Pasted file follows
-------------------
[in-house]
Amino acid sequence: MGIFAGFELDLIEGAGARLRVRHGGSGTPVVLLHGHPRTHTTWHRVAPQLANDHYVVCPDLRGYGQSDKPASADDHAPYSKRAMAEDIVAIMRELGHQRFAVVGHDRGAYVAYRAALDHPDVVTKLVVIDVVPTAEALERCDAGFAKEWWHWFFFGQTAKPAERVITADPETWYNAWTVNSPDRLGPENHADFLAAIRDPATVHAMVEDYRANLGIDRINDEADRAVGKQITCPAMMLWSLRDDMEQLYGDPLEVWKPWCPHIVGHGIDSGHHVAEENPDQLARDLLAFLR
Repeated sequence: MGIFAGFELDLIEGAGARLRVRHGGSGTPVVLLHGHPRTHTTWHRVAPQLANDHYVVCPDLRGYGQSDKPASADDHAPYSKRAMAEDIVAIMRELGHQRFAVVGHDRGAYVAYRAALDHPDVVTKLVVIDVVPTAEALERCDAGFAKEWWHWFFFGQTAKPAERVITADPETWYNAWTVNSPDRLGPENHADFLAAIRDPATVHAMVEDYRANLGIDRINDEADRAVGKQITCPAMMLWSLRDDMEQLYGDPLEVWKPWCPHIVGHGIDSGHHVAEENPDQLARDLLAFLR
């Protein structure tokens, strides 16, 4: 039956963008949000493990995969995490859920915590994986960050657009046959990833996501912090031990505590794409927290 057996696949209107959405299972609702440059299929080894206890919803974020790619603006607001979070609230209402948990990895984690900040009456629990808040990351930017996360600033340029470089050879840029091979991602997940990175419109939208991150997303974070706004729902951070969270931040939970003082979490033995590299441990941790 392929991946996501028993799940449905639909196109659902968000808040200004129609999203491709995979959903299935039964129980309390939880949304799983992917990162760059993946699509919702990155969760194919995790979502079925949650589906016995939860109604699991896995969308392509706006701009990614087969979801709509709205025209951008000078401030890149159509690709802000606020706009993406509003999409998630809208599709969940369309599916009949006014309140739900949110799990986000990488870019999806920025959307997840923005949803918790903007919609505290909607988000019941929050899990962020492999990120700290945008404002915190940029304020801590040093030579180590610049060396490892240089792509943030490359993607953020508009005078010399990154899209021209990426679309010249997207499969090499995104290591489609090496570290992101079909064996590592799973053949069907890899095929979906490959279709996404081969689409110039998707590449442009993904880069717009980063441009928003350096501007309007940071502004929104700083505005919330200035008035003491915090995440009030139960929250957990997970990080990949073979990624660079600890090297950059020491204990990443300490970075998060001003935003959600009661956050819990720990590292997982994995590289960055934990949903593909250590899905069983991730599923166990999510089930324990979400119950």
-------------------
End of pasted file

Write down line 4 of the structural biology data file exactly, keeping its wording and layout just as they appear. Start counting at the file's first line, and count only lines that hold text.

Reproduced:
């Protein structure tokens, strides 16, 4: 039956963008949000493990995969995490859920915590994986960050657009046959990833996501912090031990505590794409927290 057996696949209107959405299972609702440059299929080894206890919803974020790619603006607001979070609230209402948990990895984690900040009456629990808040990351930017996360600033340029470089050879840029091979991602997940990175419109939208991150997303974070706004729902951070969270931040939970003082979490033995590299441990941790 392929991946996501028993799940449905639909196109659902968000808040200004129609999203491709995979959903299935039964129980309390939880949304799983992917990162760059993946699509919702990155969760194919995790979502079925949650589906016995939860109604699991896995969308392509706006701009990614087969979801709509709205025209951008000078401030890149159509690709802000606020706009993406509003999409998630809208599709969940369309599916009949006014309140739900949110799990986000990488870019999806920025959307997840923005949803918790903007919609505290909607988000019941929050899990962020492999990120700290945008404002915190940029304020801590040093030579180590610049060396490892240089792509943030490359993607953020508009005078010399990154899209021209990426679309010249997207499969090499995104290591489609090496570290992101079909064996590592799973053949069907890899095929979906490959279709996404081969689409110039998707590449442009993904880069717009980063441009928003350096501007309007940071502004929104700083505005919330200035008035003491915090995440009030139960929250957990997970990080990949073979990624660079600890090297950059020491204990990443300490970075998060001003935003959600009661956050819990720990590292997982994995590289960055934990949903593909250590899905069983991730599923166990999510089930324990979400119950």